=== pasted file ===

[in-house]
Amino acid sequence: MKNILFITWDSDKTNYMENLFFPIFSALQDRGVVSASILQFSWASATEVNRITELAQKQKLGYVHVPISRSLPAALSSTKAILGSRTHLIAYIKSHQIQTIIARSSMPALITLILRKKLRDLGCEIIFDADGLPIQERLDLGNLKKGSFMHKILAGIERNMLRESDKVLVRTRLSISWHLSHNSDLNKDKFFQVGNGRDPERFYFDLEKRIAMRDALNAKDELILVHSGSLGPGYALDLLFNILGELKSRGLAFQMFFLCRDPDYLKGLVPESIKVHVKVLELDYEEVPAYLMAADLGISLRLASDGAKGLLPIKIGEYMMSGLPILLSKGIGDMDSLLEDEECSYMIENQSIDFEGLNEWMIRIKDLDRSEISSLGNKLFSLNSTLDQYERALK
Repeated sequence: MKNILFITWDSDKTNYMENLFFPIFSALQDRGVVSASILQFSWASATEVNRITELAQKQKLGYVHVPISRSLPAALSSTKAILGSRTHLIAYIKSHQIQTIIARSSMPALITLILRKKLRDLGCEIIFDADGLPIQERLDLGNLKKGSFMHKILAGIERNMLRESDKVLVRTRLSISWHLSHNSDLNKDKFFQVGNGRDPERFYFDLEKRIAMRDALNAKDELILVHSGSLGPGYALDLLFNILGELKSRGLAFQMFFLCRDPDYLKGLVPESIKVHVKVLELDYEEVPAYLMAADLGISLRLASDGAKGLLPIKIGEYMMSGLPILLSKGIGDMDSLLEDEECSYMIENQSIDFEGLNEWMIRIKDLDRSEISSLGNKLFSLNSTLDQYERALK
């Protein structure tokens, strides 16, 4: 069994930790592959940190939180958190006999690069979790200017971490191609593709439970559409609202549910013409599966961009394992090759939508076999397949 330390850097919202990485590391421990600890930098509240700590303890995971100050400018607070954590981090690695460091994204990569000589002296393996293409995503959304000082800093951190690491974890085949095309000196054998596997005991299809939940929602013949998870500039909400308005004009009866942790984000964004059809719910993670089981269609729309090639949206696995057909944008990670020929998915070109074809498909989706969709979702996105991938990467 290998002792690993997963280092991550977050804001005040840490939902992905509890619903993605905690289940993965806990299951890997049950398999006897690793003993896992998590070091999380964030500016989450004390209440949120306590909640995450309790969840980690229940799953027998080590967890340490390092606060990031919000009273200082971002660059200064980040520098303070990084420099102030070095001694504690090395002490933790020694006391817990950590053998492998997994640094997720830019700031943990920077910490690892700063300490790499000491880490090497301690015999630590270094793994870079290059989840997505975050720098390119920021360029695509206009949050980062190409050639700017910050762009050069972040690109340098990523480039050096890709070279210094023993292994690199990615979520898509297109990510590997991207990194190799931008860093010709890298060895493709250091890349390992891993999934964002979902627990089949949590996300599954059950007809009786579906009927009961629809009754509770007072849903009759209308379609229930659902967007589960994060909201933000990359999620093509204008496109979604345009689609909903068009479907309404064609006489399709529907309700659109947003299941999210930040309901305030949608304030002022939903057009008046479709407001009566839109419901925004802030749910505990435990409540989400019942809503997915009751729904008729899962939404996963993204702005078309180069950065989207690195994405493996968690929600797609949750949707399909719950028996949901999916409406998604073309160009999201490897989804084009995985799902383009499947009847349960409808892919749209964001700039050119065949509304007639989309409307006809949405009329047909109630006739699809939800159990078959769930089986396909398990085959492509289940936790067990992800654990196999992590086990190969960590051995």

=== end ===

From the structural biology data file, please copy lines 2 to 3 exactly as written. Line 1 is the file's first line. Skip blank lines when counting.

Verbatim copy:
Amino acid sequence: MKNILFITWDSDKTNYMENLFFPIFSALQDRGVVSASILQFSWASATEVNRITELAQKQKLGYVHVPISRSLPAALSSTKAILGSRTHLIAYIKSHQIQTIIARSSMPALITLILRKKLRDLGCEIIFDADGLPIQERLDLGNLKKGSFMHKILAGIERNMLRESDKVLVRTRLSISWHLSHNSDLNKDKFFQVGNGRDPERFYFDLEKRIAMRDALNAKDELILVHSGSLGPGYALDLLFNILGELKSRGLAFQMFFLCRDPDYLKGLVPESIKVHVKVLELDYEEVPAYLMAADLGISLRLASDGAKGLLPIKIGEYMMSGLPILLSKGIGDMDSLLEDEECSYMIENQSIDFEGLNEWMIRIKDLDRSEISSLGNKLFSLNSTLDQYERALK
Repeated sequence: MKNILFITWDSDKTNYMENLFFPIFSALQDRGVVSASILQFSWASATEVNRITELAQKQKLGYVHVPISRSLPAALSSTKAILGSRTHLIAYIKSHQIQTIIARSSMPALITLILRKKLRDLGCEIIFDADGLPIQERLDLGNLKKGSFMHKILAGIERNMLRESDKVLVRTRLSISWHLSHNSDLNKDKFFQVGNGRDPERFYFDLEKRIAMRDALNAKDELILVHSGSLGPGYALDLLFNILGELKSRGLAFQMFFLCRDPDYLKGLVPESIKVHVKVLELDYEEVPAYLMAADLGISLRLASDGAKGLLPIKIGEYMMSGLPILLSKGIGDMDSLLEDEECSYMIENQSIDFEGLNEWMIRIKDLDRSEISSLGNKLFSLNSTLDQYERALK